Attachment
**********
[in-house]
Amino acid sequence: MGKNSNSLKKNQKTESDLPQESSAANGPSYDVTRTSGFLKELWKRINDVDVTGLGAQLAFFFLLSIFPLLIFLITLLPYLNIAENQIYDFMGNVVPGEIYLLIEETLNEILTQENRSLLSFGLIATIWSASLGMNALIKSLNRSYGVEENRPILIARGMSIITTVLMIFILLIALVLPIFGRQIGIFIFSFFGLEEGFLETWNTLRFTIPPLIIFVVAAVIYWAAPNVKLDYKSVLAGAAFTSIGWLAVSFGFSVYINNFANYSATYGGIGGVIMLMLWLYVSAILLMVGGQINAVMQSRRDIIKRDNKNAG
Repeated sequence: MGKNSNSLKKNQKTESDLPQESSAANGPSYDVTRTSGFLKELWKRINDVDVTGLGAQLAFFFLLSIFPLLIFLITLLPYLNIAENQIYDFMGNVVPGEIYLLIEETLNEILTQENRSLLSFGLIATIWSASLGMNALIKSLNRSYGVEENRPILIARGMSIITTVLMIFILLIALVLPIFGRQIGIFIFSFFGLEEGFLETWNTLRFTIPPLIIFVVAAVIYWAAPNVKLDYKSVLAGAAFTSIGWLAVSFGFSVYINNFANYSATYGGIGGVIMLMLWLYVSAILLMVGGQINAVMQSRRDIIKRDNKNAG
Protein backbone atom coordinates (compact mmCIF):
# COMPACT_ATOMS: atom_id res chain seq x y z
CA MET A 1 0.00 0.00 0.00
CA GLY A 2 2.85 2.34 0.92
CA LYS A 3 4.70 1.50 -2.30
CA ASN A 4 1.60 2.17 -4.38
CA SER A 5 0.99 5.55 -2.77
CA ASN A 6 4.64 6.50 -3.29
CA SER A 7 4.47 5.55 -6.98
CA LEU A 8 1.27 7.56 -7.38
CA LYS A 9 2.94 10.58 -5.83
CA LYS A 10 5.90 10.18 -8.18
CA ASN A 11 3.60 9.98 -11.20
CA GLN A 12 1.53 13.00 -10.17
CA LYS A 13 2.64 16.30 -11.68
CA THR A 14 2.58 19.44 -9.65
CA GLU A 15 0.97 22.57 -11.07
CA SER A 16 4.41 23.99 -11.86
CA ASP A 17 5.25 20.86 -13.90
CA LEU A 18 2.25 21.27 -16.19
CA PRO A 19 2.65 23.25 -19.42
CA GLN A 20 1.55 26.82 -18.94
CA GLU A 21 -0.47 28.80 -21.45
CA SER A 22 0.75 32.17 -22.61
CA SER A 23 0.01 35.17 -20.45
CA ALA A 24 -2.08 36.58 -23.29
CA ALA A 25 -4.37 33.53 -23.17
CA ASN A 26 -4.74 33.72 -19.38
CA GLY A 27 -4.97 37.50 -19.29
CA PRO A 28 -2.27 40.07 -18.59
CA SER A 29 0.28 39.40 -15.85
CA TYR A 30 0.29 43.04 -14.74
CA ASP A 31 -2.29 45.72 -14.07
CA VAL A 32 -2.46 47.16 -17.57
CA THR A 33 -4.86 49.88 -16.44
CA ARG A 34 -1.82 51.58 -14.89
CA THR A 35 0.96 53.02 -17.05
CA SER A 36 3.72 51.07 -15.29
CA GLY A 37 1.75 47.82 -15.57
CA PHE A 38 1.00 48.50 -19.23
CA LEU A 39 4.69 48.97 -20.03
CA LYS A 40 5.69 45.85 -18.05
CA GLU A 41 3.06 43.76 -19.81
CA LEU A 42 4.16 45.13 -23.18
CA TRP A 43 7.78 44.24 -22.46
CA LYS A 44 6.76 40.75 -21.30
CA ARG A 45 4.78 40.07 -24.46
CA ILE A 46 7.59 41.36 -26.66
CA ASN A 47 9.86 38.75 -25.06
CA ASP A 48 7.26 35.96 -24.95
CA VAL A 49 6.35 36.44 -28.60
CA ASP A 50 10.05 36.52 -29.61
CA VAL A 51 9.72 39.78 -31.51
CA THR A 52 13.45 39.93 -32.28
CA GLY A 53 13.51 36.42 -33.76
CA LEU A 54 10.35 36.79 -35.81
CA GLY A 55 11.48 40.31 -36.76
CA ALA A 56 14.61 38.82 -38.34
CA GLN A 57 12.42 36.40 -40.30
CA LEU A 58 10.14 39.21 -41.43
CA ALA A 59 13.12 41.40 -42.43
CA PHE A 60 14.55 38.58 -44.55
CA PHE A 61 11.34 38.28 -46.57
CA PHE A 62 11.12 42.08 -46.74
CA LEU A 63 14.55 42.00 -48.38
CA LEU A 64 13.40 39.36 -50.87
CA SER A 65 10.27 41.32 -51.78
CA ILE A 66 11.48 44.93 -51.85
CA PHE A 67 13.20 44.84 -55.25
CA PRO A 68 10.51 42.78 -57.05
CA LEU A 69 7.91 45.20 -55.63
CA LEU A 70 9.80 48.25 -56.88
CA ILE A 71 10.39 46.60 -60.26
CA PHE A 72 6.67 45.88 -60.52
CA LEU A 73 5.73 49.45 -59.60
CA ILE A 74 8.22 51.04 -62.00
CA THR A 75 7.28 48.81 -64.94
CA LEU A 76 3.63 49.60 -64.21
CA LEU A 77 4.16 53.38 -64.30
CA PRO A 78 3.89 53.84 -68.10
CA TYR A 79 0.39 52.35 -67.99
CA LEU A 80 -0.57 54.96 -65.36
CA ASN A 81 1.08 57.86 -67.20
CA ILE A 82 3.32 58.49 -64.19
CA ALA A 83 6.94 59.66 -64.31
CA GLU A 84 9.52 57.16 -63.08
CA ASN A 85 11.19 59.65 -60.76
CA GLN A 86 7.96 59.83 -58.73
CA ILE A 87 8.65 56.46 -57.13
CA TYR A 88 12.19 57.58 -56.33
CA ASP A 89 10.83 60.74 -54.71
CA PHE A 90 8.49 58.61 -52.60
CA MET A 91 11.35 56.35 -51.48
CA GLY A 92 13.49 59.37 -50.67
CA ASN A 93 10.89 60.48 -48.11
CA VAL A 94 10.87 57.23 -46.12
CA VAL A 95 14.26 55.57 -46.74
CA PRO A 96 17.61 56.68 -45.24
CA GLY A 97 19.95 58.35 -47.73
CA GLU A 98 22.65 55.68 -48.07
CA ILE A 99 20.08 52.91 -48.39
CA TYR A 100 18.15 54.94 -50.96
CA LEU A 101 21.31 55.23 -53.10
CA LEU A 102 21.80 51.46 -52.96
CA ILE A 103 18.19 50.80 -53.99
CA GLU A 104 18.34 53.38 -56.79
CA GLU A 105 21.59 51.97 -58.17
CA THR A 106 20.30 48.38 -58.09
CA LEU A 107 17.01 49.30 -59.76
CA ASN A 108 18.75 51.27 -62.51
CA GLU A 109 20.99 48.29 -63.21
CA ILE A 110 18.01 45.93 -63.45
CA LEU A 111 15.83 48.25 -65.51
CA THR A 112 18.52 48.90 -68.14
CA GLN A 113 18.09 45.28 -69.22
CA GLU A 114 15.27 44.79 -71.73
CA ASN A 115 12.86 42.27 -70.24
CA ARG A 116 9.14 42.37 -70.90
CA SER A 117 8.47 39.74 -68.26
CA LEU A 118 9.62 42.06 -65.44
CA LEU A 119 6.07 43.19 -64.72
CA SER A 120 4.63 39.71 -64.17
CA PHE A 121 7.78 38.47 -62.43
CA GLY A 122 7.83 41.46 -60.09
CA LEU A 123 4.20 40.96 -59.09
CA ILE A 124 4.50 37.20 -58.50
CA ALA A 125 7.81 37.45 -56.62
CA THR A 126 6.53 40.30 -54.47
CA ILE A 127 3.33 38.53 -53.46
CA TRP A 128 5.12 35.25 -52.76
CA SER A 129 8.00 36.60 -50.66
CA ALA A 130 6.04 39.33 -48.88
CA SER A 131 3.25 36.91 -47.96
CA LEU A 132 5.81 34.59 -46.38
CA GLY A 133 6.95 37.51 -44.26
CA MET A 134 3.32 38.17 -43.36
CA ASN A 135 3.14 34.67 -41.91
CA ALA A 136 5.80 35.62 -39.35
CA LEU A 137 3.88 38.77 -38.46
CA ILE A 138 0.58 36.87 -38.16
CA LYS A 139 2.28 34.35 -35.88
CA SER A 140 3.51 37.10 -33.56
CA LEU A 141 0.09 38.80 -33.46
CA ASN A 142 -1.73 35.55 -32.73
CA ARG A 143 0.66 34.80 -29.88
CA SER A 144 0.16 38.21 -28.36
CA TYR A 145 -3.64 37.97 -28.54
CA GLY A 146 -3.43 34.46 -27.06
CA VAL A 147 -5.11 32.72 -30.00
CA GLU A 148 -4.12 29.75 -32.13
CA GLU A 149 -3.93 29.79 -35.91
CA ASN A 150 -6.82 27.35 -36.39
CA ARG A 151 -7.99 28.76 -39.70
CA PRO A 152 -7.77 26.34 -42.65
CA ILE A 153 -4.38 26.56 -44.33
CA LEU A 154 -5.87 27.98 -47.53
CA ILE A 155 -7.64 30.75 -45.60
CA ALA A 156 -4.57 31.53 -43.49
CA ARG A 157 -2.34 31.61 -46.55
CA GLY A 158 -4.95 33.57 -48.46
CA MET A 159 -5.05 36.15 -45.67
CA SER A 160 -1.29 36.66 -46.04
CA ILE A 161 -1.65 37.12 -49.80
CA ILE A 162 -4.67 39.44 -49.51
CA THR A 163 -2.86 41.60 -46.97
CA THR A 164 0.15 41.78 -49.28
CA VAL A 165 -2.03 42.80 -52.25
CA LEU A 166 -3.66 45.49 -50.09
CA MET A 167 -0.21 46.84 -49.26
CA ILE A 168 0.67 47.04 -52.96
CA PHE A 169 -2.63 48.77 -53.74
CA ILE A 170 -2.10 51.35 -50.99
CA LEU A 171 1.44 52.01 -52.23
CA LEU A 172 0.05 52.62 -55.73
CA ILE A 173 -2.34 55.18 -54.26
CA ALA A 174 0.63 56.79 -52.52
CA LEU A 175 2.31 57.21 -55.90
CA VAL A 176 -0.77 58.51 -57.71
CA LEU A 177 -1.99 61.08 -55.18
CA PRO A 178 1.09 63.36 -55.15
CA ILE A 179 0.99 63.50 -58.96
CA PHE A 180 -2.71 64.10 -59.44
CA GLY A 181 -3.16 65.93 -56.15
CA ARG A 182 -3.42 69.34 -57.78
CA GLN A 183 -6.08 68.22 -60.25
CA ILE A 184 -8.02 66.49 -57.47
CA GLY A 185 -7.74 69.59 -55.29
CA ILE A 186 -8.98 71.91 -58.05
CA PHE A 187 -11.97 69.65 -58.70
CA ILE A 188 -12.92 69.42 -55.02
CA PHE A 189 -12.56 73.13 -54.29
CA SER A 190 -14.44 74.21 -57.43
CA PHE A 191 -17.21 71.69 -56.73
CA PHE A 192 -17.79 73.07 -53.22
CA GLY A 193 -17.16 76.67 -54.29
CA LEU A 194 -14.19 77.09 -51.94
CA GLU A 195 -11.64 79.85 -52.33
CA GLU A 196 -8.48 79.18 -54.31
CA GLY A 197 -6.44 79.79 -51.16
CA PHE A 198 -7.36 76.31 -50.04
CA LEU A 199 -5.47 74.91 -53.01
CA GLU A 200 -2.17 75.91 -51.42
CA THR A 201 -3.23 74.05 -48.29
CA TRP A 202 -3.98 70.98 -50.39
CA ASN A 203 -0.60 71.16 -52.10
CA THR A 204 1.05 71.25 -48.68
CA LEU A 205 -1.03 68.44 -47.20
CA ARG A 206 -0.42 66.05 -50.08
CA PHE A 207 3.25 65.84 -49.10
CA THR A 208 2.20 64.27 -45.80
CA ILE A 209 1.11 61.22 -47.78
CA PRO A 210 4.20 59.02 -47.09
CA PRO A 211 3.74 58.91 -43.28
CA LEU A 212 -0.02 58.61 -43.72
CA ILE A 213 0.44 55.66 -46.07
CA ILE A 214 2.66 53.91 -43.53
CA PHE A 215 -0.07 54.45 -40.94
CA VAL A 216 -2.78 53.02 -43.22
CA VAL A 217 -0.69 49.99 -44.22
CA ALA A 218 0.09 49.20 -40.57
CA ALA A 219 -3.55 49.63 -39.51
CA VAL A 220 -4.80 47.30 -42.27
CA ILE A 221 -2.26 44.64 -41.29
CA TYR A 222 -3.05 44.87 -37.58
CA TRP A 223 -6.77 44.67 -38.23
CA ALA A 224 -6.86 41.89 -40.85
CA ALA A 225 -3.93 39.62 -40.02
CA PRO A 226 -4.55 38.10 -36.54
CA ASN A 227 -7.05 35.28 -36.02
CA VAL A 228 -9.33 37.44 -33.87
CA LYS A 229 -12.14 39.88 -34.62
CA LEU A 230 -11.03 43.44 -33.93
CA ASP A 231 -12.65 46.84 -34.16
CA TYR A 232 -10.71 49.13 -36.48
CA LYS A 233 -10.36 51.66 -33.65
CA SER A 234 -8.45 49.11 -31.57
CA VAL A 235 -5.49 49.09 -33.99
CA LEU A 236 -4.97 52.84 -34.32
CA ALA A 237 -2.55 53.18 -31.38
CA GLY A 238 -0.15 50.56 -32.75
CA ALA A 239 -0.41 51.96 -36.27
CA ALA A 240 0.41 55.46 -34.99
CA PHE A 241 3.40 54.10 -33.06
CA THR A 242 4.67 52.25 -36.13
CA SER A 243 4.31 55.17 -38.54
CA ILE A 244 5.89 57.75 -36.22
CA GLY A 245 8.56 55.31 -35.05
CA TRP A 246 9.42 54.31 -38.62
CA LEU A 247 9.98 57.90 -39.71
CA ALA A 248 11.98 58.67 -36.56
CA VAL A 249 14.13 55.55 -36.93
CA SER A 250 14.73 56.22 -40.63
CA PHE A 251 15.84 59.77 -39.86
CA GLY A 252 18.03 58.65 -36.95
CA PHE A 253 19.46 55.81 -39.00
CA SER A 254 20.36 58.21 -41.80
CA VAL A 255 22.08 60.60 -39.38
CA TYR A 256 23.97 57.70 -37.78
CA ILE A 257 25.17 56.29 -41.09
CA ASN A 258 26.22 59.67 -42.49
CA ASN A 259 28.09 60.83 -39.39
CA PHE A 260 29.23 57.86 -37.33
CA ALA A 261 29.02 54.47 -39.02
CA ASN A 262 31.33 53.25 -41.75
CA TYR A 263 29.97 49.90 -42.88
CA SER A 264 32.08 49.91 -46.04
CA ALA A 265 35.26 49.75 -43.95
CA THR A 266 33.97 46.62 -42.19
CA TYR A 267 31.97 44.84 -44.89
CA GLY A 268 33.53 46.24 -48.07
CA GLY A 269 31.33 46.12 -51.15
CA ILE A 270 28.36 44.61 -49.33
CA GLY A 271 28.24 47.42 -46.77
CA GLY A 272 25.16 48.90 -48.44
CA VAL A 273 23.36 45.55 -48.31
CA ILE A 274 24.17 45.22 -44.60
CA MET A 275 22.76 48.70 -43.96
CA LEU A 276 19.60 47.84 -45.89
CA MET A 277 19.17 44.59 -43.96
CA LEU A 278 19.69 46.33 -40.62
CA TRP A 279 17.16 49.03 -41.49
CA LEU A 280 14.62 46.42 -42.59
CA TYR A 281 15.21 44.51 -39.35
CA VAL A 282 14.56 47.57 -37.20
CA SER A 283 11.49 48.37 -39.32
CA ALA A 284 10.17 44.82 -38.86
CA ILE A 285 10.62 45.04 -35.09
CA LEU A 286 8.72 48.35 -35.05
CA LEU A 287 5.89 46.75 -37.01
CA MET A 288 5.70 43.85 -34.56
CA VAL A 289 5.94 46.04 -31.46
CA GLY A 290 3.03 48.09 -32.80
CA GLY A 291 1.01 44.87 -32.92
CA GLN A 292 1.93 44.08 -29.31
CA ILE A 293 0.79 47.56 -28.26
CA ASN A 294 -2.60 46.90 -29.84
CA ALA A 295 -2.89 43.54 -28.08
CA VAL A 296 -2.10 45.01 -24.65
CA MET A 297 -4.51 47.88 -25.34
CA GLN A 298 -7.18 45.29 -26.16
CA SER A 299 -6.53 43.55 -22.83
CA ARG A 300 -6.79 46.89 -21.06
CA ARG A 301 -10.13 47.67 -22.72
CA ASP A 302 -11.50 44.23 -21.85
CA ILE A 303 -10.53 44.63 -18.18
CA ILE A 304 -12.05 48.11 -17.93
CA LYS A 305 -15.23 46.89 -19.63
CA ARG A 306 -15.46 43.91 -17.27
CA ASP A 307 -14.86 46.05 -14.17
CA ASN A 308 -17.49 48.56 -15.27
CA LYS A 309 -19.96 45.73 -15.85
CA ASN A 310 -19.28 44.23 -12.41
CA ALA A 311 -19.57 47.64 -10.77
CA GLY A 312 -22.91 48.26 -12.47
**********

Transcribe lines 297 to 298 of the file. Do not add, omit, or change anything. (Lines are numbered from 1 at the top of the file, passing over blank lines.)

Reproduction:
CA GLN A 292 1.93 44.08 -29.31
CA ILE A 293 0.79 47.56 -28.26